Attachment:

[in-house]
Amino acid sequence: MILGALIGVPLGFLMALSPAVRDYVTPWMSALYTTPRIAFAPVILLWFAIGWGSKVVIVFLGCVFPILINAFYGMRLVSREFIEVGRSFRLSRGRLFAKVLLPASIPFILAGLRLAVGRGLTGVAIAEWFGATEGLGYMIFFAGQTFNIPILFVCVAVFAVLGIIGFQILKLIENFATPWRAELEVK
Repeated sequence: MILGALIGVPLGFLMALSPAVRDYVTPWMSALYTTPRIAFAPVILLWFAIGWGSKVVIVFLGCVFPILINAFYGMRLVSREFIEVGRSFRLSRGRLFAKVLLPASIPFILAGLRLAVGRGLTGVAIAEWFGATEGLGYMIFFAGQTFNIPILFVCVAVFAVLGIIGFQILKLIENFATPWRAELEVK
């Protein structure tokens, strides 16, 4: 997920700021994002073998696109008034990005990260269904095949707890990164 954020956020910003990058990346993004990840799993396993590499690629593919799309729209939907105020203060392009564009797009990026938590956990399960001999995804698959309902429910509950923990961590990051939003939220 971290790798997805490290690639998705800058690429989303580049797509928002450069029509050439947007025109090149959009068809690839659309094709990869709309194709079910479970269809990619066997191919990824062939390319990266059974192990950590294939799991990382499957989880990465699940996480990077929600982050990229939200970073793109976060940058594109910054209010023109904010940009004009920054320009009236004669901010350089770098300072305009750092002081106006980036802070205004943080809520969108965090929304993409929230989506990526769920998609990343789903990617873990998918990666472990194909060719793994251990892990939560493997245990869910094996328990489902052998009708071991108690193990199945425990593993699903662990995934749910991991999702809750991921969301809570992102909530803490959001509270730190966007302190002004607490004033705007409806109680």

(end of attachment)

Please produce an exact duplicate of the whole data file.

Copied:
[in-house]
Amino acid sequence: MILGALIGVPLGFLMALSPAVRDYVTPWMSALYTTPRIAFAPVILLWFAIGWGSKVVIVFLGCVFPILINAFYGMRLVSREFIEVGRSFRLSRGRLFAKVLLPASIPFILAGLRLAVGRGLTGVAIAEWFGATEGLGYMIFFAGQTFNIPILFVCVAVFAVLGIIGFQILKLIENFATPWRAELEVK
Repeated sequence: MILGALIGVPLGFLMALSPAVRDYVTPWMSALYTTPRIAFAPVILLWFAIGWGSKVVIVFLGCVFPILINAFYGMRLVSREFIEVGRSFRLSRGRLFAKVLLPASIPFILAGLRLAVGRGLTGVAIAEWFGATEGLGYMIFFAGQTFNIPILFVCVAVFAVLGIIGFQILKLIENFATPWRAELEVK
């Protein structure tokens, strides 16, 4: 997920700021994002073998696109008034990005990260269904095949707890990164 954020956020910003990058990346993004990840799993396993590499690629593919799309729209939907105020203060392009564009797009990026938590956990399960001999995804698959309902429910509950923990961590990051939003939220 971290790798997805490290690639998705800058690429989303580049797509928002450069029509050439947007025109090149959009068809690839659309094709990869709309194709079910479970269809990619066997191919990824062939390319990266059974192990950590294939799991990382499957989880990465699940996480990077929600982050990229939200970073793109976060940058594109910054209010023109904010940009004009920054320009009236004669901010350089770098300072305009750092002081106006980036802070205004943080809520969108965090929304993409929230989506990526769920998609990343789903990617873990998918990666472990194909060719793994251990892990939560493997245990869910094996328990489902052998009708071991108690193990199945425990593993699903662990995934749910991991999702809750991921969301809570992102909530803490959001509270730190966007302190002004607490004033705007409806109680």